Freelance Journalism – Truth or Dare
By Lorraine Floyd
Freelance Journalism
Modern reporting in foreign places is quickly becoming a thing
of the past. As media outlets attempt to cut costs, foreign
correspondents are the usually the first to go. Luckily modern
technology has allowed for a quick adaption to the concept of
freelance journalism. Internet news sites are
becoming the norm and news agencies are
relying more and more on journalist who are local
to the news to do the reporting, photography,
and layouts of stories they provide. Real news,
real accurate, and real fast is the direction media is heading. While
established news providers adapt to this new methodology, a new
type of news outlet is emerging.
News that used to require bulky equipment and take weeks to
travel the globe now takes seconds as today’s foreign
correspondents travel light and use technology to transmit their
stories with the push of a button. The lecture notes remind us that a
laptop and international cell phone, together with a good digital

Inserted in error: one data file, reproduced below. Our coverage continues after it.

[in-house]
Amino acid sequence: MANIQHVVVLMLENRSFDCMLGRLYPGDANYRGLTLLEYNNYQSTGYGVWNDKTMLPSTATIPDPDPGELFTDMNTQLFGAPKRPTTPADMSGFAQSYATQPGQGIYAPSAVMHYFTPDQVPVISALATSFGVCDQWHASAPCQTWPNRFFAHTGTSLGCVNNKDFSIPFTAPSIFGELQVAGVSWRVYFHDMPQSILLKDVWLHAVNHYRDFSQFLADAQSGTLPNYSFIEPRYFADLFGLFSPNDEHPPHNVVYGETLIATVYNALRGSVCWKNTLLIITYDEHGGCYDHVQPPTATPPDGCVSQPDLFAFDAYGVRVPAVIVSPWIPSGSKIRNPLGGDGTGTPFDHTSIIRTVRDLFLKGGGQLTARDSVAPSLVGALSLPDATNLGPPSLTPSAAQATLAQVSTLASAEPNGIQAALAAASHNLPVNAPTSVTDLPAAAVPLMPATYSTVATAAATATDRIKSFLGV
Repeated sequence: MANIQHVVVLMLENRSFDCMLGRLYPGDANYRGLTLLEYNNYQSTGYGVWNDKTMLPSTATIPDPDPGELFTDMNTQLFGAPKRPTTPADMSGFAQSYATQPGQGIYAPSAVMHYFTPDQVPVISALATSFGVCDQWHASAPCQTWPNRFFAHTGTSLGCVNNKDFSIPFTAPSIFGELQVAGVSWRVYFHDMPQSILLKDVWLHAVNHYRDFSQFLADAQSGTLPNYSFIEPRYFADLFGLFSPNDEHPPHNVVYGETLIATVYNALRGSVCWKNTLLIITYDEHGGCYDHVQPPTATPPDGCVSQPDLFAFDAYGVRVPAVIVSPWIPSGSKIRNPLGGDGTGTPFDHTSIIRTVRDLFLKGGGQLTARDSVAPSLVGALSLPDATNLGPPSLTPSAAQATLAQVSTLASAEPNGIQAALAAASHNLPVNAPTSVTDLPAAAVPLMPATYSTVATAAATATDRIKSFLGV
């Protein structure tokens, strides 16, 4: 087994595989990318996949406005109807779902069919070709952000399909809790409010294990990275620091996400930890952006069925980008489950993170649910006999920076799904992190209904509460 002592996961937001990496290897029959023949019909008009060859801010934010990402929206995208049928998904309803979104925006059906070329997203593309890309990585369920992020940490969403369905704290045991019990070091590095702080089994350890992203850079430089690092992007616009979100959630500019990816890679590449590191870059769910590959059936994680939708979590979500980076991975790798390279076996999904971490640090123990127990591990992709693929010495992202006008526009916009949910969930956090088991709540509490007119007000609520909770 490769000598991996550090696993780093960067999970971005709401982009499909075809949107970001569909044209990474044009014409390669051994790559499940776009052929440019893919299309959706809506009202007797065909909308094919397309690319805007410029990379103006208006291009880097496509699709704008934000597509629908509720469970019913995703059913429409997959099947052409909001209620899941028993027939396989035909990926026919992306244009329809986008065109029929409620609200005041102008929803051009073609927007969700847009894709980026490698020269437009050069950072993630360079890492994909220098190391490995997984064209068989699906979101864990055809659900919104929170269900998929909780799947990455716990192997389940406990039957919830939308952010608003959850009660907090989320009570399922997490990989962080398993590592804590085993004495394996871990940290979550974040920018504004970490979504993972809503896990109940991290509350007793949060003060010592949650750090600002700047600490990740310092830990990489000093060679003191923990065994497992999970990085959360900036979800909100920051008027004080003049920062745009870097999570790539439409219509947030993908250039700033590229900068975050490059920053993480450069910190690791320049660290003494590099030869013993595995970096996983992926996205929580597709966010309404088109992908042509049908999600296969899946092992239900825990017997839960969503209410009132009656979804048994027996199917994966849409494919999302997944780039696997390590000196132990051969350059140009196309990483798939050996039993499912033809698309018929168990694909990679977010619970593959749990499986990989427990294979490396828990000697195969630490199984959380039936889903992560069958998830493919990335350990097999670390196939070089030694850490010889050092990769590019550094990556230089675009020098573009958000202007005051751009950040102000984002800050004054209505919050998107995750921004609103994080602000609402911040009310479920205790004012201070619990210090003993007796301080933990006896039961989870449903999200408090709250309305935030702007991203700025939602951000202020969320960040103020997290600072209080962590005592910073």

camera is the only equipment today’s journalist needs to gain
worldwide exposure (Module 7, Lecture Notes). Freelance journalist
can get in and out of places foreigners
can’t, they have ability to know the
people and culture (Ford Foundation).
Being a native to the area where news is
happening allows them to often times gather data and take pictures
where and when a traditional journalist would not.
There are challenges with freelance journalism. Fact checking
a staff journalist’s story can be challenging, but this challenge is
multiplied when the only source available is the person submitting
the story. Global Post, an internet new outlet that prides themselves
as being ‘America’s World News Site,’ relies on freelance writers to
submit world events in a timely manner. Many posted stories cite
articles from other sources as their resource; for example, a story
titled An Iraqi Offensive to Dislodge the Islamic State from Tikit Seems
to have stalled is actually a story from Thomson Reuters (Global Post).